The additional multicast packets derived from a same original packet are then no more dependent of possible packet loss in the switching network, i.e. the lost of the above multicast packet which is supplied back to an input of the telecommunication system. Furthermore, the delay for generating all the multicast packets is reduced because the additional multicast packets are no more derived from a multicast packet itself derived from an original packet, but are directly derived from this original packet.
The above mentioned and other objects and features of the invention will become more apparent and the invention itself will be best understood by referring to the following description of an embodiment taken in conjunction with the accompanying drawings.
FIG. 1 represents a telecommunication system including a switching network SN and multicast packet generation devices CP1/m accoding to the invention;
FIG. 2 shows a multicast packet generation device CP; CP1/m of Fig. 1 in more detail; and
FIG. 3 shows an output controller 0C forming part of the device CP of FIG. 2.
FIG. 4 shows a feature of the present invention in which a multicast packet provided at an output of the system may be supplied back to an input in order to obtain additional multicast packets from a same original packet.
FIG. 5 shows another feature of the present invention for increasing the number of multicast packets which can be derived from a single original packet, wherein a plurality of coplators are coupled to the same input.
The telecommunication system shown in FIG. 1 includes a classical packet switching network SN which may for instance be constituted by (not shown in detail) a distribution network connected in cascade with a routing network as described in the above mentioned article. This telecommunication system is adapted to perform single or "multicast" connections. A single connection is performed when an original packet is transmitted from a single input I1/m of the telecommunication system to a single output O1/n of this system. A multicast connection is performed when "copies" are made from a single original packet applied at an input I1/m and when these "copies", also called "multicast packets", are transferred either to distinct outputs O1/n or to a single output of this telecommunication system. The latter case occurring for instance when packet distribution, e.g. TV distribution, has to be performed toward different users which are all connected to a telecommunication concentrator, this concentrator being itself connected to a single output O1/n of the telecommunication system.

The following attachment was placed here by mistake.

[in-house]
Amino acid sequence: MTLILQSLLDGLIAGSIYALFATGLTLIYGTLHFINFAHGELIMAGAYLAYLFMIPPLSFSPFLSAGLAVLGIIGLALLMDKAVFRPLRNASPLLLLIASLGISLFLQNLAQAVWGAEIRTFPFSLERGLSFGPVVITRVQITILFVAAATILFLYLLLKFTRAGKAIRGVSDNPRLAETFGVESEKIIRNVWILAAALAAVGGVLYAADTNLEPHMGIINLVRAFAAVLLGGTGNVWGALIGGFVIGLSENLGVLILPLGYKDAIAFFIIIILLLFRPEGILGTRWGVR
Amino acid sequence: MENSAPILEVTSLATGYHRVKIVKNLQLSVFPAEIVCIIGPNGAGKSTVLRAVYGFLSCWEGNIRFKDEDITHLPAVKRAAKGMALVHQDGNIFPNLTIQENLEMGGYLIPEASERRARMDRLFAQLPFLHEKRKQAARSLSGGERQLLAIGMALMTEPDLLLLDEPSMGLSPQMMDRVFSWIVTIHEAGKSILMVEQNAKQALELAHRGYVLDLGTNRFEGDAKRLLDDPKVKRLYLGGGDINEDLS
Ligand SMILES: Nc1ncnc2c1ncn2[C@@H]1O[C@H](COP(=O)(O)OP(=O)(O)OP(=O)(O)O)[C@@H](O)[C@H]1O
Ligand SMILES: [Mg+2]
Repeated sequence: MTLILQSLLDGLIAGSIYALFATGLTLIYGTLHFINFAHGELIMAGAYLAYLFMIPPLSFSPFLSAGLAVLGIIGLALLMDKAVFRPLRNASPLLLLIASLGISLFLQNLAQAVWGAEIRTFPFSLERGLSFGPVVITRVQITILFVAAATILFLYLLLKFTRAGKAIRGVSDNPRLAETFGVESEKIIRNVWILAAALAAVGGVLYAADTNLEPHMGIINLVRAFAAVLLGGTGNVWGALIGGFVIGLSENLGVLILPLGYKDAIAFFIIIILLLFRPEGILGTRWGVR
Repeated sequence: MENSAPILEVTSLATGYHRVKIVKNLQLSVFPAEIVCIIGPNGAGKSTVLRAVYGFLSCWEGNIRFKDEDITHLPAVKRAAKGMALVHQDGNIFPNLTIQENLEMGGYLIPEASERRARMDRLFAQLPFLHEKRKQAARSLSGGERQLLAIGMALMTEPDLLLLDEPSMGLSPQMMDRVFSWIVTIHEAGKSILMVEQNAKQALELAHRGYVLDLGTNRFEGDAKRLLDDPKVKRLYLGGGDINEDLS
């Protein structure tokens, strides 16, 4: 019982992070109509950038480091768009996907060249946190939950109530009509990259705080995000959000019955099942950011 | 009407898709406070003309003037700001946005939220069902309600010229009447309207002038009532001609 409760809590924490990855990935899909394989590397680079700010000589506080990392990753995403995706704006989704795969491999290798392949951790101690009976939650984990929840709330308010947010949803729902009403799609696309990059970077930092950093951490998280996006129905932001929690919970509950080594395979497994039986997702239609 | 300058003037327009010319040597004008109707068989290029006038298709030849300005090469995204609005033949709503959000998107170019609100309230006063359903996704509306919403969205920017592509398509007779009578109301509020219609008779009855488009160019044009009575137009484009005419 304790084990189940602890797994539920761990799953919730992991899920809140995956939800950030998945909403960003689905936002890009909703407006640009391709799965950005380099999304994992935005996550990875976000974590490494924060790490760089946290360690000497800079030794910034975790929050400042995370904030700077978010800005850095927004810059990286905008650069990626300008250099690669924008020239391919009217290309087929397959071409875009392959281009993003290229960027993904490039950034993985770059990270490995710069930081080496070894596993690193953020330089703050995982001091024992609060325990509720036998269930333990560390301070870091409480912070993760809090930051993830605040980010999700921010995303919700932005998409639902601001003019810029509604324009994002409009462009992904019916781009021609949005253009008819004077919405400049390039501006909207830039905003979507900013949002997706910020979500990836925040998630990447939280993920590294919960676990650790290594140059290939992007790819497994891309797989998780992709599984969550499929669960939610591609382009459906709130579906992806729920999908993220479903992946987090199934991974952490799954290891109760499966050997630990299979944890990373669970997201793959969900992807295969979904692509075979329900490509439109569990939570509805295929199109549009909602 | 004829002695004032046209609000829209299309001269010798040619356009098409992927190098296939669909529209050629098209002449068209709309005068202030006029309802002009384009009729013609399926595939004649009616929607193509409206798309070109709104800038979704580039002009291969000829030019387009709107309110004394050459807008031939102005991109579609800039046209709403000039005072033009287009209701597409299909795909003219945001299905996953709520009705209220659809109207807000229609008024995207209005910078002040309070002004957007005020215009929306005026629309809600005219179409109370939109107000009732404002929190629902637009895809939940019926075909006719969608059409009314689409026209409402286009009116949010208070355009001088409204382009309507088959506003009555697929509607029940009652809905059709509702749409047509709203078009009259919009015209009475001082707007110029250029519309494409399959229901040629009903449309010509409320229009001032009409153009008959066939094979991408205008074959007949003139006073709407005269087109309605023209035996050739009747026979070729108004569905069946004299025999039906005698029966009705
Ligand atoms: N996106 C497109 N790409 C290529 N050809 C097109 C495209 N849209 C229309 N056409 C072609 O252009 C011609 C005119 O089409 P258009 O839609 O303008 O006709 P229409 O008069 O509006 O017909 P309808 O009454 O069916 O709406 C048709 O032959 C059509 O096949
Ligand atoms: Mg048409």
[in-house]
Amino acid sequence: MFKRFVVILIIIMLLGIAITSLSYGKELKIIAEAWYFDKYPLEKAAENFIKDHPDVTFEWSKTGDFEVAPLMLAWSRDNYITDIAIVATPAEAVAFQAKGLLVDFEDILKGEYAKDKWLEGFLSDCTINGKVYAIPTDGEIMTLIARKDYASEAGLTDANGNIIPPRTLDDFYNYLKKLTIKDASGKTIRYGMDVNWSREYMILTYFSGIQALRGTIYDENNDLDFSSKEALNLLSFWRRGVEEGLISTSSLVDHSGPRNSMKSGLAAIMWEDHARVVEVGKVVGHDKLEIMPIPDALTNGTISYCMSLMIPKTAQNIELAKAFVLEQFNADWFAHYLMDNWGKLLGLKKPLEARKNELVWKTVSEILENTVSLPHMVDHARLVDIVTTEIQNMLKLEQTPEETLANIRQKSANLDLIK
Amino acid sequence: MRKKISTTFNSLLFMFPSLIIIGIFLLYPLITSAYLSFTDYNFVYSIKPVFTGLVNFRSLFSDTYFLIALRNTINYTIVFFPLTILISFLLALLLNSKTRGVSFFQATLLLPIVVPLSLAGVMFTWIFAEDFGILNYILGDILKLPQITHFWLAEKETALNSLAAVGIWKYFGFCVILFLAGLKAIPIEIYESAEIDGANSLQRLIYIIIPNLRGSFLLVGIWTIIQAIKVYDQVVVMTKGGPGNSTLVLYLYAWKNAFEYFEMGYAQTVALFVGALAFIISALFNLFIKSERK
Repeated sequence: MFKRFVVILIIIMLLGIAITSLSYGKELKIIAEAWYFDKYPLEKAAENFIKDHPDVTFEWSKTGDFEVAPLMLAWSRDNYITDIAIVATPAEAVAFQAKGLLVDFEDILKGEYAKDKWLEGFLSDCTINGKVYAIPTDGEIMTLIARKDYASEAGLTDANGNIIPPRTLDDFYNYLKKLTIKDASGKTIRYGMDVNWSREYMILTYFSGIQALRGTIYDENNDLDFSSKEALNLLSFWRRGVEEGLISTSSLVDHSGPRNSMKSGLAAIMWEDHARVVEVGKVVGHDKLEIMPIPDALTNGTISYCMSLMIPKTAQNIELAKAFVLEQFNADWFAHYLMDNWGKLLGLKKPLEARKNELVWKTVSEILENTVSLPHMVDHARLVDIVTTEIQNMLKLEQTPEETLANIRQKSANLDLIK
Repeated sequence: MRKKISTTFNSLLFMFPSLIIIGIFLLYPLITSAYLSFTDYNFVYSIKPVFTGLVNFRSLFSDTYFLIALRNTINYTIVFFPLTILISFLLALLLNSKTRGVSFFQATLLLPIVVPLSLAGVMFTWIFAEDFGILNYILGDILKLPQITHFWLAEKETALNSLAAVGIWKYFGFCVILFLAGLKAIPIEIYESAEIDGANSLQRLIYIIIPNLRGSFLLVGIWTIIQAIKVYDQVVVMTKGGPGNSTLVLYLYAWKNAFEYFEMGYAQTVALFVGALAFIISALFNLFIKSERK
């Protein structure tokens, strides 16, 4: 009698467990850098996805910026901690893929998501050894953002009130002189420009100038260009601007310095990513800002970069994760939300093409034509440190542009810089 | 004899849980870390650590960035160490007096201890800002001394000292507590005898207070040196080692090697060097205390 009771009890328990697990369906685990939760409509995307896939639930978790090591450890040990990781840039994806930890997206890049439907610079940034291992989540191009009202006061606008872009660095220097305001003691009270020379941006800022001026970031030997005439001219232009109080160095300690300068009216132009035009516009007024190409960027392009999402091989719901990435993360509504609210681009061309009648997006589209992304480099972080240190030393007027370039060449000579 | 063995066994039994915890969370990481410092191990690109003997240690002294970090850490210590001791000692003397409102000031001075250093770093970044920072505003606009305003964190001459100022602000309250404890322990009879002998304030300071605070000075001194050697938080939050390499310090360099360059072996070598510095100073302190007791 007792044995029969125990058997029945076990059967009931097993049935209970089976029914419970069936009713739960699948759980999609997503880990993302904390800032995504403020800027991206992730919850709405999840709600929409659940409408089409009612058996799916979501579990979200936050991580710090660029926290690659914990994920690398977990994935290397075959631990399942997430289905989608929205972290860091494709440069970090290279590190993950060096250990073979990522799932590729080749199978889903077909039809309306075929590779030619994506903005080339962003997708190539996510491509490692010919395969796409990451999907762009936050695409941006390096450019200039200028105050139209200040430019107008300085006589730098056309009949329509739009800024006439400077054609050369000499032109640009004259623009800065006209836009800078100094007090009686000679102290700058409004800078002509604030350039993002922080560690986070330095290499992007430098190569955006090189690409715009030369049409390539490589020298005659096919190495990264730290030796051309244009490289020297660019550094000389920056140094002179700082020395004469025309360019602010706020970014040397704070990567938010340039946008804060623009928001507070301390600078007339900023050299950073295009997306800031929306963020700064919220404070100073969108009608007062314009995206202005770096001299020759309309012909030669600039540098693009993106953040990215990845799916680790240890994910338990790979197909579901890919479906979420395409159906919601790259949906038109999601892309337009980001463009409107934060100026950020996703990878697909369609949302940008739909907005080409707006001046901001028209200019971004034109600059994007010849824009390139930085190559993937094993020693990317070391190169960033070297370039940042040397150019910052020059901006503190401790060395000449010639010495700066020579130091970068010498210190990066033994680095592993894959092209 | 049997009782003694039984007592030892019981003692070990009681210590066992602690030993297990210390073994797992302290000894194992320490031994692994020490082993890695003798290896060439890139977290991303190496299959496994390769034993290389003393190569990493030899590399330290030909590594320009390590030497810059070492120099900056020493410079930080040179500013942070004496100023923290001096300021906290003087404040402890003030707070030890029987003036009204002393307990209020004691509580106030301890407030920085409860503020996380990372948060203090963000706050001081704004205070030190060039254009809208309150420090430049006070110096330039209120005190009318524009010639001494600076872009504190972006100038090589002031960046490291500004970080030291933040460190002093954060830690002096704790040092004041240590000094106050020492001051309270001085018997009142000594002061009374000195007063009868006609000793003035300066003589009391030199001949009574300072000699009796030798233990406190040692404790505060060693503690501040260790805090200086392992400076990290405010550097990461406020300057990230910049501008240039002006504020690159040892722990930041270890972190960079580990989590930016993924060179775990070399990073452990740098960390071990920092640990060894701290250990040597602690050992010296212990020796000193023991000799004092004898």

In order to perform multicast connections, the telecommunication system is provided with a plurality of multicast packet generation devices CPl/m also called "coplators" (for "packet COPy/header transLATORS"). Each of these coplators CP1/m has a device input I1/m connected to a like named input of the telecommunication system and has a device output IN1/m connected to a like named inlet of the switching network SN which has outlets O1/n connected to the respective like named outputs of the telecommunication system.